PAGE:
Aug 14, 2016 | By Tess
A seemingly small scale 3D printing project recently launched in France has wonderfully demonstrated the dedication and efficiency of the maker community, showing how a collaborative 3D printing project can actually realize the impossible. French electronics retailer Boulanger recently reached out to French 3D printer network platform Freelabster to bring together makers from all over France for a simple, but specific 3D printing challenge.
Essentially, Boulanger challenged Freelabster to deliver 50 3D printed pieces to 9 of its stores throughout France. To make the task even more pressing, Boulanger requested that the orders be 3D printed locally and delivered by hand to the stores within a 24 hour period. If the task was completed, each maker who delivered the 50 pieces would be entitled to a €60 reward. Amazingly, and through much dedication on the part of Freelabster employees, and the French maker community, the challenge was a success and has demonstrated just how quickly and efficiently the maker community can be mobilized.
For the actual challenge, Boulanger had a specific order put out: makers were to print 50 pieces, which included 40 Pokéball chips, and 10 Pokémon Go launchers, adapted for three types of smartphone. According to Freelabster, it would take about 10 hours to print all of the pieces on a desktop 3D printer (a single print for the 40 chips, and 2 prints for the 10 launchers) so they had to spread the word quickly to their community of makers. The challenge was quickly posted on the Freelabster dashboards of all the platform’s certified makers, was sent out through a newsletter to over 600 makers, and was SMSed to makers within the vicinity of one of the 9 stores.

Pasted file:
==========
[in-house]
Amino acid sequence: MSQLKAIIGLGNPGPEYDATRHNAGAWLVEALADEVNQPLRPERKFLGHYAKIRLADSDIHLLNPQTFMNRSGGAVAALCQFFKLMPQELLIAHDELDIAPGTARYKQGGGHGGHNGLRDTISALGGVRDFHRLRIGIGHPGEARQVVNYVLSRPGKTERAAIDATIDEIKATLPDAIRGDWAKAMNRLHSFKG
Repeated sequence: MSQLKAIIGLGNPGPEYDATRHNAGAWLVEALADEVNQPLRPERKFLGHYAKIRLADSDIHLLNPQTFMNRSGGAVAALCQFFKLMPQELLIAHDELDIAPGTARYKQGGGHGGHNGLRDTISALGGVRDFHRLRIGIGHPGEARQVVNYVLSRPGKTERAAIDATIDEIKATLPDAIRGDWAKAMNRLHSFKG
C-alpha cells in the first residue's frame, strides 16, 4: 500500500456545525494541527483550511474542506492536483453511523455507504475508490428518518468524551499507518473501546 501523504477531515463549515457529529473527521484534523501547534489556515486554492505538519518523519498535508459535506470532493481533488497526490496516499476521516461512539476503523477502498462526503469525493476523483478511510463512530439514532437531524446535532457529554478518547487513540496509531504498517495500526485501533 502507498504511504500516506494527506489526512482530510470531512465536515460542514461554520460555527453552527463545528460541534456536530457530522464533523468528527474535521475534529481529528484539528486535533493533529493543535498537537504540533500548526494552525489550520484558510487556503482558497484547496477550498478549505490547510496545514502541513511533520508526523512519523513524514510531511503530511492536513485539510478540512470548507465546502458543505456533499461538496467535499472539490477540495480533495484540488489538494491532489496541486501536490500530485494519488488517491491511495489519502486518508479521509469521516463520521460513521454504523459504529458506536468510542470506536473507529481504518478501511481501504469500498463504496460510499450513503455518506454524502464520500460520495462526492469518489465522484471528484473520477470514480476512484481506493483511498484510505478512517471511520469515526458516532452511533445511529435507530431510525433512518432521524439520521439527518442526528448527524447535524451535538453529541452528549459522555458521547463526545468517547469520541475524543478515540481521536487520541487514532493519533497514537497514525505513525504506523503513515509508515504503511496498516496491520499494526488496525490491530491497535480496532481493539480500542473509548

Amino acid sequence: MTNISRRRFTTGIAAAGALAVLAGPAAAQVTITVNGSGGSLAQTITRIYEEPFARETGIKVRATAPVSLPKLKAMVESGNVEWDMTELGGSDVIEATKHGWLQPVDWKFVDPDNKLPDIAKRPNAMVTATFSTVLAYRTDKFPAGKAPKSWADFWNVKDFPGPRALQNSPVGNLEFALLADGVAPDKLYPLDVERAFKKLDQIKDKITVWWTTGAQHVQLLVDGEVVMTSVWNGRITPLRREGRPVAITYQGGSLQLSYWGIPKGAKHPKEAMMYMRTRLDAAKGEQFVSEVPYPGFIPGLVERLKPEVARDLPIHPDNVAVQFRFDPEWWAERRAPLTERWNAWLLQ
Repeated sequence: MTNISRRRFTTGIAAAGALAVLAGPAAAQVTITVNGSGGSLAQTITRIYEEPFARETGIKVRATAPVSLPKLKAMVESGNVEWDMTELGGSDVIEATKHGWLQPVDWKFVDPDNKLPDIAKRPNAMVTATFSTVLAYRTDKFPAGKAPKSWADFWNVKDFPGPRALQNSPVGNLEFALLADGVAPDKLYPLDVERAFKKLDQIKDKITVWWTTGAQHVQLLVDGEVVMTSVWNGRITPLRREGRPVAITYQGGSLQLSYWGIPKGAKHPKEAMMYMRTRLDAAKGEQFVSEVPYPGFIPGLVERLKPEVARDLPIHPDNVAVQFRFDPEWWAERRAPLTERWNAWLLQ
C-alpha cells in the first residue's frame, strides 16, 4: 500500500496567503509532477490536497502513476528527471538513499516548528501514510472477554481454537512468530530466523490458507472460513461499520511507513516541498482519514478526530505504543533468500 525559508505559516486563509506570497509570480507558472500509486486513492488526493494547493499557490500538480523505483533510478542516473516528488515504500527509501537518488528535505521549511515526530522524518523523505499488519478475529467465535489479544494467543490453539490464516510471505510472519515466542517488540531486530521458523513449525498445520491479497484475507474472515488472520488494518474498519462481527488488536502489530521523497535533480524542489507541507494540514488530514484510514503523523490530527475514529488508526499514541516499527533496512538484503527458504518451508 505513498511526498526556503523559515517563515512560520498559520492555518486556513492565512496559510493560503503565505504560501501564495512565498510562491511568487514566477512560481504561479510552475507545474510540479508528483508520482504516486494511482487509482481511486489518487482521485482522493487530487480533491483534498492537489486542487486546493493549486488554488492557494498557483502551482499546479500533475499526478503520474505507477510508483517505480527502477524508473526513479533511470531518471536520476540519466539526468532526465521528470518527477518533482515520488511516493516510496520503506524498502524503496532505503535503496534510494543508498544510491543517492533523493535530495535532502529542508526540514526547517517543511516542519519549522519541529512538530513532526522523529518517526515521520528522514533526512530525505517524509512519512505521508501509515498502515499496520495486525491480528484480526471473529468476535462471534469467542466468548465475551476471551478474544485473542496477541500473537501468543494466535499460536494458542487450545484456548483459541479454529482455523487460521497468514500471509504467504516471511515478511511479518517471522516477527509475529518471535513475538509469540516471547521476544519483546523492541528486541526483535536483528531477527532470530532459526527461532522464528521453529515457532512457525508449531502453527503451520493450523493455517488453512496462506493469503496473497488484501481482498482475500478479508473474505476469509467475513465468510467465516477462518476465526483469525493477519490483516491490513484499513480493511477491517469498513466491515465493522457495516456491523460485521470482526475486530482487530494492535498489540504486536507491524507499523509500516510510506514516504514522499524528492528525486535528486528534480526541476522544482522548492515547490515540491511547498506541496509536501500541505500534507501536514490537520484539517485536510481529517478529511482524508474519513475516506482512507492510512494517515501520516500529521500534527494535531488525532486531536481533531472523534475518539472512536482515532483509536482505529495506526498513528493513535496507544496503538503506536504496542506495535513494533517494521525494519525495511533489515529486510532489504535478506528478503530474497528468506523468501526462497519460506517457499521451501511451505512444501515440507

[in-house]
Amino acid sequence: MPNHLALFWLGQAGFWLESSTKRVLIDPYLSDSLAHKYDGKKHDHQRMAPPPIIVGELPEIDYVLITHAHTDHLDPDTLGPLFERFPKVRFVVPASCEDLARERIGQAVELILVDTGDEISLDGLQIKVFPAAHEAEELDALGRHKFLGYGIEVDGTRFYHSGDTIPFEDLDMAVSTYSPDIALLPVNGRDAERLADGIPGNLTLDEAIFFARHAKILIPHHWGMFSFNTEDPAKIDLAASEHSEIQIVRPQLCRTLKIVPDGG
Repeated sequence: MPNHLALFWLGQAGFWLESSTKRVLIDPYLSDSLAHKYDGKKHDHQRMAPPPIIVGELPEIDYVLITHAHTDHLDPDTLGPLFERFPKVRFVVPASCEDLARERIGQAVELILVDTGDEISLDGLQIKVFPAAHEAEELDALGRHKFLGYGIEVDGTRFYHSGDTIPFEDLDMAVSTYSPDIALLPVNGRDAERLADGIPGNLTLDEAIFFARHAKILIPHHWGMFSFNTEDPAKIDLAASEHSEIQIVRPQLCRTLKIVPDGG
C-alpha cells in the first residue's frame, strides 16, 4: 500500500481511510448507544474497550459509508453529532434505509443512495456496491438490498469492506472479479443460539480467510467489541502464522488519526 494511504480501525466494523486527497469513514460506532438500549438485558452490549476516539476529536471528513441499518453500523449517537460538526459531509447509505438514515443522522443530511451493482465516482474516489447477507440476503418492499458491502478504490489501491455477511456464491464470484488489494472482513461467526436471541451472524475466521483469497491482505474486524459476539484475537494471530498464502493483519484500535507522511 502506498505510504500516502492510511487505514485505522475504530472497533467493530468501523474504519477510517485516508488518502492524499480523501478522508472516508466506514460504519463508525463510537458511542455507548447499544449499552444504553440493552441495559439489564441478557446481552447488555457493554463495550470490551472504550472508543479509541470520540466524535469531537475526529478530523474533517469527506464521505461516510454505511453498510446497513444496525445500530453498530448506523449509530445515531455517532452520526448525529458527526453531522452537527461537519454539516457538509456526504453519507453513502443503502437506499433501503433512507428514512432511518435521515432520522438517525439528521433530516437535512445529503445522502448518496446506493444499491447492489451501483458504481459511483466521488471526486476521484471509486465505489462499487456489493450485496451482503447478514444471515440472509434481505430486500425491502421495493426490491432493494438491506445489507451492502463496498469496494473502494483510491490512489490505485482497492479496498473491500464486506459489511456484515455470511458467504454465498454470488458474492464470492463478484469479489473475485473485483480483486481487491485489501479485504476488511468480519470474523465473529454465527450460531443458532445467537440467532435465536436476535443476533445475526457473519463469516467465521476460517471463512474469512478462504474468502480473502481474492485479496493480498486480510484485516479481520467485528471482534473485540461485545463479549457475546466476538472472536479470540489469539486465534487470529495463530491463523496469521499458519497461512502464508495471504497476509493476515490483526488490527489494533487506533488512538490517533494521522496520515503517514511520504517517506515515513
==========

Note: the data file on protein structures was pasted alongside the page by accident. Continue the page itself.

Within an hour, replies were already coming in and Freelabster already had two of Boulanger’s nine stores checked off: in Mandelieu and Nîmes. Next, makers volunteered in Paris, Rennes, Lyons, and Gennevilliers to take up the challenge. With only twelve hours left of the challenge, Freelabsters was still missing volunteers in Avignon, Toulon, and Caen, as no fab shops were opened in their vicinities. Fortunately, makers in neighbouring regions took up the challenge and were allowed to ship their pieces through Chronopost.
Amazingly, after many of the makers toiled through the night to have all the parts printed in time, each of Boulanger’s nine locations received their 3D printed package on time. As Freelabster points out: “This event is not trivial, as it reflects new practices brought about by a number of web innovators and economic players. Collaborative 3D printing can allow local businesses to find their place within a larger network in a way that ensures strength.”
That is, though the challenge of printing Pokéballs may not strike you as very significant, the whole process of mobilizing, printing, and locally delivering products shows just how much can be achieved through 3D printing networking and communities. Perhaps the next time a challenge like this takes place it will be for something much more significant.
Posted in 3D Printing Application
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